At an oral presentation in front of 8,000 yesterday at the San Antonio Breast Cancer Symposium, SWOG NCORP Vice Chair Dr. Dawn Hershman presented results of S1200, a particularly exciting breast cancer trial.

S1200 set out to test whether acupuncture can alleviate joint pain caused by aromatase inhibitors, which are taken every day by tens of thousands of women with hormone sensitive breast cancers. The results, Dr. Hershman described, were clear.

Women who received acupuncture – compared to those who got sham acupuncture or no treatment at all – experienced less pain after 12 weeks of treatment, according to a dedicated assessment, and that relief lasted for 24 weeks. To learn more, see the SWOG press release here.

The results are truly a big deal. As many as 50 percent of women on AI therapy have joint pain and stiffness that makes routine daily tasks difficult or impossible. Symptoms are severe enough that many women wind up stopping their treatment. So we’re talking about a lot of patients in a lot of pain – with some putting their health at risk as a result. Finding an effective way to manage this pain – one that doesn’t involve opioids – was a critical research question. Additionally, at least year’s San Antonio conference, Dr. Lynn Henry presented promising SWOG trial results using the depression drug duloxetine.

Dr. Hershman was included in a SABCS press conference, and her trial got a lot of pickup. Stories appear on and the U.S. News and World Report website. The ASCO Post, Web MD, and OncLive covered the news, as did Cure Magazine and Cancer Therapy Advisor. Dr. Hershman also did a slew of TV and radio interviews, and her work has popped up in news outlets in the UK, France, Germany, New Zealand, Japan, Vietnam, and a pop-science Spanish language magazine.

Our own Dr. Julie Gralow called the results “very good news for patients” in an interview with Fred Hutch News Service. (See that excellent article here). Dr. Gralow and other experts predict the SWOG results will change practice – and could get insurers to cover acupuncture for women taking AIs.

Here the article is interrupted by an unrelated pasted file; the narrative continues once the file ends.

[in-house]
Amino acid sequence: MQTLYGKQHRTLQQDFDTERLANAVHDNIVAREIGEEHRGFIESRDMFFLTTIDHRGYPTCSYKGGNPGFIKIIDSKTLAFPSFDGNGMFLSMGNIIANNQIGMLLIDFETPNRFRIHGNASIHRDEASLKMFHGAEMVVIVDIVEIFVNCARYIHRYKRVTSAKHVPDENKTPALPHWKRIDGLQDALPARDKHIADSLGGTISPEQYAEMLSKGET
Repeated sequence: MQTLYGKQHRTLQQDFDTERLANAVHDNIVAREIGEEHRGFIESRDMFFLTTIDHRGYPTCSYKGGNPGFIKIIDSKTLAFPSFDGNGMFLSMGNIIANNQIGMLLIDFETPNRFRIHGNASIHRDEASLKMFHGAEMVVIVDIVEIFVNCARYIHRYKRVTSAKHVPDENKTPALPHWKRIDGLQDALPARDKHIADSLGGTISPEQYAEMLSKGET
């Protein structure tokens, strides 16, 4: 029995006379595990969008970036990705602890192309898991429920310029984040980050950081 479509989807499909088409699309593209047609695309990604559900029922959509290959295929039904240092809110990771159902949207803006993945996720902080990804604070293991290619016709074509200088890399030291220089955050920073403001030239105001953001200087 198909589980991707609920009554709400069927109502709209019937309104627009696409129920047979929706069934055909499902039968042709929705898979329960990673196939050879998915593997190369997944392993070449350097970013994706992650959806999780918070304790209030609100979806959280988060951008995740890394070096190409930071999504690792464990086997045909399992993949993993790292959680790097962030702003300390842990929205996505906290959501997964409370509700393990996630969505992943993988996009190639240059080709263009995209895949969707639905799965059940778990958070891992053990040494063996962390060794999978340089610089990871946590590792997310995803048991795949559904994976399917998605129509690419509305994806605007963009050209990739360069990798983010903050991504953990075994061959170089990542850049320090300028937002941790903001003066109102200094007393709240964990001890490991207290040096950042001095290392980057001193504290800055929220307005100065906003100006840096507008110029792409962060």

What a great way to close out the year. Congratulations to Drs. Hershman and Kathy Crew, and the entire 1200 team. Congratulations also to the other SWOG members making a splash in San Antonio:

• Dr. Debu Tripathy, presented results from the MONLEESA-7 trial showing that ribociclib can slow the progression of advanced breast cancer in young women.

• Dr. Elizabeth Mittendorf, a poster discussant, was interviewed by The ASCO Post as an expert commentator on the use of immunotherapy to treat breast cancer.

• Dr. Halle Moore and other SWOG investigators were major contributors to the meta-analysis presented on fertility preservation – another big news-maker.

Dozens of SWOG members, including four patient advocates, went to San Antonio to learn, teach, and network. Thank you all for representing us so well.

CRAs can apply for travel assistance to the April group meeting from The Hope Foundation Apply by the Jan. 15, 2018 deadline. For questions, contact zbetna/ng/gurubcrsbhaqngvba/qbg/bet

Abstracts for ASCO 2018 are being accepted now. The ASCO deadline for submission is Feb. 13, 2018 at 11:59 pm EST. Please submit your abstracts to SWOG for processing and approvals to chof/ng/fjbt/qbg/bet by Jan. 30, 2018.

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